After the September 11 attacks, the George W. Bush administration sought to fundamentally alter its strategic partnerships in the region, beginning with Egypt. As then secretary of state Condoleezza Rice said during her 2005 Cairo speech, "For sixty years, the United States pursued stability at the expense of democracy in this region . . . and we achieved neither." While the administration expected -- and received -- continued cooperation on issues of mutual national security interest, a greater emphasis was placed on a broad range of reform efforts. In back-to-back State of the Union addresses in 2005 and 2006, President Bush called on President Mubarak to "show the way toward democracy in the Middle East."
WORLD SUMMIT ON TERRORISM'S GLOBAL IMPACT TO BE HELD IN ISRAEL
The following is a news release that was published on ISRAEL21c.org on August 16, 2009 announcing that the flagship annual gathering of the international counter-terrorism community will be hosted for the ninth time by the International Institute for Counter-Terrorism (ICT) in Herzliya, Israel.
The flagship annual gathering of the international counter-terrorism community will be hosted for the ninth time by the International Institute for Counter-Terrorism (ICT) in Herzliya, Israel, on September 7-10, 2009.
More than 1,100 top decision-makers, defense, intelligence and police officials, prominent academic scholars and security industry leaders from 53 countries took part in last year's conference. Hundreds of new participants from around the globe are expected to join them this year for three intensive days of professional lectures, workshops and discussions, scheduled to coincide with, and commemorate, the terror attacks of September 11, 2001.
At the ICT conference counter-terrorism experts, security professionals and leading academic scholars from around the world are able to network, establish essential cooperation mechanisms and exchange views on best practices.
Participants in the conference have the chance to broaden their understanding from an interdisciplinary viewpoint and learn from fellow government agencies, research institutes and industries about real-world challenges posed by modern and post-modern terrorist organizations.
DEMILITARIZATION IS NOT FEASIBLE
Below is a portion of an Op-Ed written by Gabriel Siboni that was published in Haaretz Newspaper on August 12, 2009 about how she thinks calls for international recognition of demilitarization are no longer relevant. To read the entire Op-Ed, click on the title above.
Speaking at the conclusion of a course for senior officers at the National Defense College last month, the prime minister spoke of the importance of demilitarizing a future Palestinian state and stated that no one was interested in having a repeat there of what happened in the Gaza Strip and southern Lebanon.
He also stressed the need for international recognition of demilitarization. And in general, in the political-security discourse with the international community, terms such as demilitarization, defensible borders, security arrangements, international guarantees and defense umbrellas keep coming up.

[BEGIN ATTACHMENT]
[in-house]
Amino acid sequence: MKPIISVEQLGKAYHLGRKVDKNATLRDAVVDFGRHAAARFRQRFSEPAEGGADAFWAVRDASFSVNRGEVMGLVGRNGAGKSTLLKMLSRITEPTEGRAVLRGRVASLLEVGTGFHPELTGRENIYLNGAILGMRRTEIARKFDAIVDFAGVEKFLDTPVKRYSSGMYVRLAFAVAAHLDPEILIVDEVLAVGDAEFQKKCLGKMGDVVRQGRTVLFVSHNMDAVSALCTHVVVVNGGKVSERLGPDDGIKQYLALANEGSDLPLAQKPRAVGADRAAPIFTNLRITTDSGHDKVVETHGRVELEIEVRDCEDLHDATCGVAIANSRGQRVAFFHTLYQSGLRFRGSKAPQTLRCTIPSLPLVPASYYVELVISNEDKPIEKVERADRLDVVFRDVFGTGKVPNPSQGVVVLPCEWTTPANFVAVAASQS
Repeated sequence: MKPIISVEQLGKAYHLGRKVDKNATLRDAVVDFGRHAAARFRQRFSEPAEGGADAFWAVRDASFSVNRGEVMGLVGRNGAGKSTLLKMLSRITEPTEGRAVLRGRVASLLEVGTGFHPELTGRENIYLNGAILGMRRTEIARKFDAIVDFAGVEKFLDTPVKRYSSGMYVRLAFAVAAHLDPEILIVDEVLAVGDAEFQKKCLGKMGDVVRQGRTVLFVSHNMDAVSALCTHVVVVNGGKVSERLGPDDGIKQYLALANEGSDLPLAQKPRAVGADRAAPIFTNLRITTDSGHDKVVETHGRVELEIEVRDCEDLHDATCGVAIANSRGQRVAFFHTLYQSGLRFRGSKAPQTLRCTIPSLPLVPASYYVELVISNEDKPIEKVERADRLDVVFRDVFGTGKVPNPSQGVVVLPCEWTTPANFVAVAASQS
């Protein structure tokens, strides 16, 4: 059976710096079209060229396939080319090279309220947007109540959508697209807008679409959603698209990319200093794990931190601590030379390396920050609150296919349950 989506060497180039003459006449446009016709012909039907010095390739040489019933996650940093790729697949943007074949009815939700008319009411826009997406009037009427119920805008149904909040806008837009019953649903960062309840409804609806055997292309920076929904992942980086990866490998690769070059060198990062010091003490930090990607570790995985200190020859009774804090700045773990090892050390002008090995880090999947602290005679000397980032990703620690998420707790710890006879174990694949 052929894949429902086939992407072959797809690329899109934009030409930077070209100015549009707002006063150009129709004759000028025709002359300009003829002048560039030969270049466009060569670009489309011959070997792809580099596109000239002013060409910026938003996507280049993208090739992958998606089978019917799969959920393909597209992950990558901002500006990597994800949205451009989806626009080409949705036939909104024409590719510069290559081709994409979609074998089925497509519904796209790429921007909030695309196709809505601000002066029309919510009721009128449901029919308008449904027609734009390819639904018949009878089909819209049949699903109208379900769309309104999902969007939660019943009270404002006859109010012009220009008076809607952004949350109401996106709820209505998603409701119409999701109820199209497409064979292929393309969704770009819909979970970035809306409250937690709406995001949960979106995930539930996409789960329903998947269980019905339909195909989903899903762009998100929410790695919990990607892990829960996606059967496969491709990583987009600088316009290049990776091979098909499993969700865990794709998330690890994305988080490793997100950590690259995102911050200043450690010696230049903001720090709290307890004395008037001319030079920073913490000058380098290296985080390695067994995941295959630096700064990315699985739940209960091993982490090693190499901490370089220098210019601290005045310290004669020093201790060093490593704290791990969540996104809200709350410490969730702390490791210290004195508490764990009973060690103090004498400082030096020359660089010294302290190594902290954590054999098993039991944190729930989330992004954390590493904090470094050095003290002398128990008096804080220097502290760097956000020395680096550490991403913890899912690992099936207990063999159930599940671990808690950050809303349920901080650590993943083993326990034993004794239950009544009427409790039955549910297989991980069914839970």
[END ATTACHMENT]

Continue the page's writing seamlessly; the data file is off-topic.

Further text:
However, these terms were applicable to the threats of the past. Today they are no longer relevant and it could be dangerous to rely on them. Egypt is a country with reasonable central authority and Israel could rely on security mechanisms of this kind in a peace agreement with it. The security mechanisms that were formulated in the talks between the Barak government and Syria were likewise characterized by a similar approach.
SOCIAL ACTION/PUBLIC POLICY
WHY WE NEED HEALTH CARE REFORM
On August 15, 2009, The New York Times published an Op-Ed by President Barack Obama about why he thinks the United States needs healthcare reform and his plan to achieve it. A portion of the Op-Ed can be found below. To read it in its entirety, click on the title above.
Our nation is now engaged in a great debate about the future of health care in America. And over the past few weeks, much of the media attention has been focused on the loudest voices. What we haven’t heard are the voices of the millions upon millions of Americans who quietly struggle every day with a system that often works better for the health-insurance companies than it does for them.
I hear more and more stories like these every single day, and it is why we are acting so urgently to pass health-insurance reform this year. I don’t have to explain to the nearly 46 million Americans who don’t have health insurance how important this is. But it’s just as important for Americans who do have health insurance.
There are four main ways the reform we’re proposing will provide more stability and security to every American.
First, if you don’t have health insurance, you will have a choice of high-quality, affordable coverage for yourself and your family — coverage that will stay with you whether you move, change your job or lose your job.
LINING UP FOR HELP
The following is a portion of an Editorial that appeared in The New York Times on August 15, 2009 about what proposed health care legislation in Congress can do to fill health care gaps around the country. To read the entire Editorial, click on the title above.